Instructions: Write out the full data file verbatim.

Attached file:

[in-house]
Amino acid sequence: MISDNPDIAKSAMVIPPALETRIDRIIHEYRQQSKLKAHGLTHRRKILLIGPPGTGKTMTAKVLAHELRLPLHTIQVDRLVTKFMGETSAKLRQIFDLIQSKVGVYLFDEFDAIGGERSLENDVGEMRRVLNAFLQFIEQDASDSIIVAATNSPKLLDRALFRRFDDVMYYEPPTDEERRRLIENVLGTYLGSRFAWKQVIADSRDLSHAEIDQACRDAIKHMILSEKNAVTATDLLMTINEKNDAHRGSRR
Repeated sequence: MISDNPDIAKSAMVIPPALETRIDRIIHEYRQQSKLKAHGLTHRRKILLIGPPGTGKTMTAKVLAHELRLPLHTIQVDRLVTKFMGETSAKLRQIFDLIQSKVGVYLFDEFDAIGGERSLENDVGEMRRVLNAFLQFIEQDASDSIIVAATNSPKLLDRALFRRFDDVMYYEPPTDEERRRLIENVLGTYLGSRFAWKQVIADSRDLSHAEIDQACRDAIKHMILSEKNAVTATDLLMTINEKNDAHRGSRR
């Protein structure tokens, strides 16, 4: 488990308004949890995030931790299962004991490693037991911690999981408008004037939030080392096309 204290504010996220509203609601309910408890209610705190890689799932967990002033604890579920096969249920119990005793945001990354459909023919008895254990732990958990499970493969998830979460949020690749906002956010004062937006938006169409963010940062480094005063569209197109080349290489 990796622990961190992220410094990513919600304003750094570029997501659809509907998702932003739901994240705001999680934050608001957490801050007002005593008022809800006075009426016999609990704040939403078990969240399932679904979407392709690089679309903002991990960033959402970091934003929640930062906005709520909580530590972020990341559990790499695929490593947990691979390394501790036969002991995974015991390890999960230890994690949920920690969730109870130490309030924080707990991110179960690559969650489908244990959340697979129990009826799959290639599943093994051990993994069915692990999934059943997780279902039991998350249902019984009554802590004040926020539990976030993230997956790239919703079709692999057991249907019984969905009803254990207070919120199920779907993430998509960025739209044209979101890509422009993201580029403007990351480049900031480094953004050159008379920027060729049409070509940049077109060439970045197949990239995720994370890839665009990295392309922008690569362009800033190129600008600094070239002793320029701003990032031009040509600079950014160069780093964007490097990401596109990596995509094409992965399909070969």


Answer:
[in-house]
Amino acid sequence: MISDNPDIAKSAMVIPPALETRIDRIIHEYRQQSKLKAHGLTHRRKILLIGPPGTGKTMTAKVLAHELRLPLHTIQVDRLVTKFMGETSAKLRQIFDLIQSKVGVYLFDEFDAIGGERSLENDVGEMRRVLNAFLQFIEQDASDSIIVAATNSPKLLDRALFRRFDDVMYYEPPTDEERRRLIENVLGTYLGSRFAWKQVIADSRDLSHAEIDQACRDAIKHMILSEKNAVTATDLLMTINEKNDAHRGSRR
Repeated sequence: MISDNPDIAKSAMVIPPALETRIDRIIHEYRQQSKLKAHGLTHRRKILLIGPPGTGKTMTAKVLAHELRLPLHTIQVDRLVTKFMGETSAKLRQIFDLIQSKVGVYLFDEFDAIGGERSLENDVGEMRRVLNAFLQFIEQDASDSIIVAATNSPKLLDRALFRRFDDVMYYEPPTDEERRRLIENVLGTYLGSRFAWKQVIADSRDLSHAEIDQACRDAIKHMILSEKNAVTATDLLMTINEKNDAHRGSRR
């Protein structure tokens, strides 16, 4: 488990308004949890995030931790299962004991490693037991911690999981408008004037939030080392096309 204290504010996220509203609601309910408890209610705190890689799932967990002033604890579920096969249920119990005793945001990354459909023919008895254990732990958990499970493969998830979460949020690749906002956010004062937006938006169409963010940062480094005063569209197109080349290489 990796622990961190992220410094990513919600304003750094570029997501659809509907998702932003739901994240705001999680934050608001957490801050007002005593008022809800006075009426016999609990704040939403078990969240399932679904979407392709690089679309903002991990960033959402970091934003929640930062906005709520909580530590972020990341559990790499695929490593947990691979390394501790036969002991995974015991390890999960230890994690949920920690969730109870130490309030924080707990991110179960690559969650489908244990959340697979129990009826799959290639599943093994051990993994069915692990999934059943997780279902039991998350249902019984009554802590004040926020539990976030993230997956790239919703079709692999057991249907019984969905009803254990207070919120199920779907993430998509960025739209044209979101890509422009993201580029403007990351480049900031480094953004050159008379920027060729049409070509940049077109060439970045197949990239995720994370890839665009990295392309922008690569362009800033190129600008600094070239002793320029701003990032031009040509600079950014160069780093964007490097990401596109990596995509094409992965399909070969």